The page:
Bank stocks in the US and around the world tanked. Nasdaq’s bank index is down more than 20% so far this year, and the JSE Banks index shed more than 7% over the last week.

Bitcoin (BTC) notched up its best three-day run since October 2019, as it brushed $26 000, and gold broke above $1 900/oz, returning it to levels last seen in February. Both are perceived as stores of value in times of risk.

These events have put the banking sector on watch.

3. Govt plan to protect food production:

South Africa’s government has contingency plans in place to safeguard key food-production facilities against an escalation in power cuts that are already at record levels, the nation’s agriculture minister said. 

While a total collapse of the national grid is highly unlikely, measures have been taken to ensure abattoirs can continue operating and animal vaccines are protected, Agriculture, Land Reform and Rural Development Minister Thoko Didiza said in an interview at Bloomberg’s Johannesburg offices on Monday.

“There is a plan in place already,” to deal with a situation whereby outages are increased and 8 000 megawatts of generation capacity or more is cut from the grid, she said. 

 Longer-term, the government is looking at how best to further assist farmers who want to install solar panels and batteries to reduce their reliance on the grid, according to the minister. Financing could be made available from existing institutions such as the state-owned Land and Agricultural Development Bank of South Africa and the Industrial Development Corporation, she said.

Farmers have traditionally relied on generators to supplement power supplied by Eskom. The increased severity of blackouts has increased their running costs, with a knock-on effect on food inflation — which accelerated at the fastest pace in 14 years in January. 

A range of other options are being considered to mitigate the effect of load shedding on farmers, including the feasibility of exempting them from outages, scheduling blackouts outside of their operating hours or connecting farms to mini grids, Didiza said. 

4. Solar “gold rush”:

Eric Putsman from PV Consult says electricians who install solar power systems are experiencing something similar to a gold rush.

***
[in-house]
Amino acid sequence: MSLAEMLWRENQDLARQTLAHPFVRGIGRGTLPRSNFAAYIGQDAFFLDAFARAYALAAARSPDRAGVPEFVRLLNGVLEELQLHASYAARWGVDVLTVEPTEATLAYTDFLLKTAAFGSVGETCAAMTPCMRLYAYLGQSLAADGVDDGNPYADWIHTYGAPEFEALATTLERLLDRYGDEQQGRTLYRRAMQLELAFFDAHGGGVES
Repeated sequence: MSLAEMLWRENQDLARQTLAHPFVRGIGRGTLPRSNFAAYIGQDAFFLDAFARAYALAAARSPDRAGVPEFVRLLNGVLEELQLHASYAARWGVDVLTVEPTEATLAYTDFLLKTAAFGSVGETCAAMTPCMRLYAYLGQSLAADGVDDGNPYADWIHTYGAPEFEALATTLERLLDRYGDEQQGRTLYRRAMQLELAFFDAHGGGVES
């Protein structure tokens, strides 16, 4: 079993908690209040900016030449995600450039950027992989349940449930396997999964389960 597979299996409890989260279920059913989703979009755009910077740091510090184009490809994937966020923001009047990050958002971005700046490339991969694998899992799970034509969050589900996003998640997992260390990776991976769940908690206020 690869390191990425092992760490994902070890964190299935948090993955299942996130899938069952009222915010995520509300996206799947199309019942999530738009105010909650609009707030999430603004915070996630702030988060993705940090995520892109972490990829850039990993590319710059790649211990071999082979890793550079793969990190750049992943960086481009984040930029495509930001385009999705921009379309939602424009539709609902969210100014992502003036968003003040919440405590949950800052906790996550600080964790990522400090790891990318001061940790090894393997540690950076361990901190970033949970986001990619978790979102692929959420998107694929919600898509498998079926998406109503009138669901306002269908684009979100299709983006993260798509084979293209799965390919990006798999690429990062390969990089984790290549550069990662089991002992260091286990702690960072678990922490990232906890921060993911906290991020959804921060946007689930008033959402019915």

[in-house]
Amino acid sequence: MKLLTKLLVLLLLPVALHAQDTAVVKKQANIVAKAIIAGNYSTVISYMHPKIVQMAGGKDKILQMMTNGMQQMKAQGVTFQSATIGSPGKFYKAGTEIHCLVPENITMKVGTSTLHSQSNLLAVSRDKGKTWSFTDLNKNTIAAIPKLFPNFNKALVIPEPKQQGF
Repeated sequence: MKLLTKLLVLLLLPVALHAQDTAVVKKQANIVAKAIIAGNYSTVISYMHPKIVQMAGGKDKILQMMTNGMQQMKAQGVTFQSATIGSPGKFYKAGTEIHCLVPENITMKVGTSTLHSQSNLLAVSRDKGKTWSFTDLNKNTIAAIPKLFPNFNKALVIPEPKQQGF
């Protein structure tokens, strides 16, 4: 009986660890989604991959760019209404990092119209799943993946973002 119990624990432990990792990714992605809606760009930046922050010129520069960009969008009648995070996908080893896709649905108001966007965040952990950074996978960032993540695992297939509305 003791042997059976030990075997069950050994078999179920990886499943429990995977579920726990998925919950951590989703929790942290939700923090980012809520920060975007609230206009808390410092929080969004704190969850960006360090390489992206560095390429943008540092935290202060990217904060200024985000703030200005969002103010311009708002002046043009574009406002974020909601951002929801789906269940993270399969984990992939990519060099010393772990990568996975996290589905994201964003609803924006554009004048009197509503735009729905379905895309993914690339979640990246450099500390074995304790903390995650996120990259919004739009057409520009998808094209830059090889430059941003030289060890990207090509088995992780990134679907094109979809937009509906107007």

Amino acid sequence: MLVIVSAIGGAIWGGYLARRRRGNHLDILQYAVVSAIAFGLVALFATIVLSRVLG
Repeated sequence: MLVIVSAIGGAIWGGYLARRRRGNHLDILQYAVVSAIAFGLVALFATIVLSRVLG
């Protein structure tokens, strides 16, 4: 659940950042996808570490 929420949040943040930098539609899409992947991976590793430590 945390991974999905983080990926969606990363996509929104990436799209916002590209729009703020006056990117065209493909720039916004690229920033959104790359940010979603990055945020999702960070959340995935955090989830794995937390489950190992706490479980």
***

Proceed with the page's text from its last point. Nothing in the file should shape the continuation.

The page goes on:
He said solar panels are scarce due to high demand – pushing prices up.

He added that the market is growing in commercial and residential properties and utility companies, with many installers scrambling to get necessary equipment – resulting in six to eight weeks of waiting for consumers.

The greatest demand is in Gauteng, Cape Town, and eThekwini.

5. Hate bill passed:

Five years since a bill was introduced to criminalise hate speech and hate crimes, it has finally been passed in the National Assembly.

Despite fierce debate and concerns from some opposition parties that it could impact the freedom of speech, there has been overwhelming support for the Prevention and Combating of Hate crimes and Hate Speech Bill.

Deputy Justice Minister John Jeffery said that existing laws had proven ineffective in stemming what he believed to be an increase in crimes motivated by hate.

The DA’s Janho Engelbrecht said that he believed that the African National Congress (ANC) was motivated by a political agenda.

“It will almost certainly have a chilling effect on freedom of speech and expression and will affect more vulnerable people, more seriously.”

But Jeffery said that this was untrue.

“Despite what they may be doing to score political points in creating all sorts of conspiracy theories, I want to make it clear that the bill is not targeting any particular group of people. It applies to everyone equally, and it provides broader protection to everyone in society.”

All information sourced from articles posted by: BusinessTech, Moneyweb, Fin24, City Press and EWN.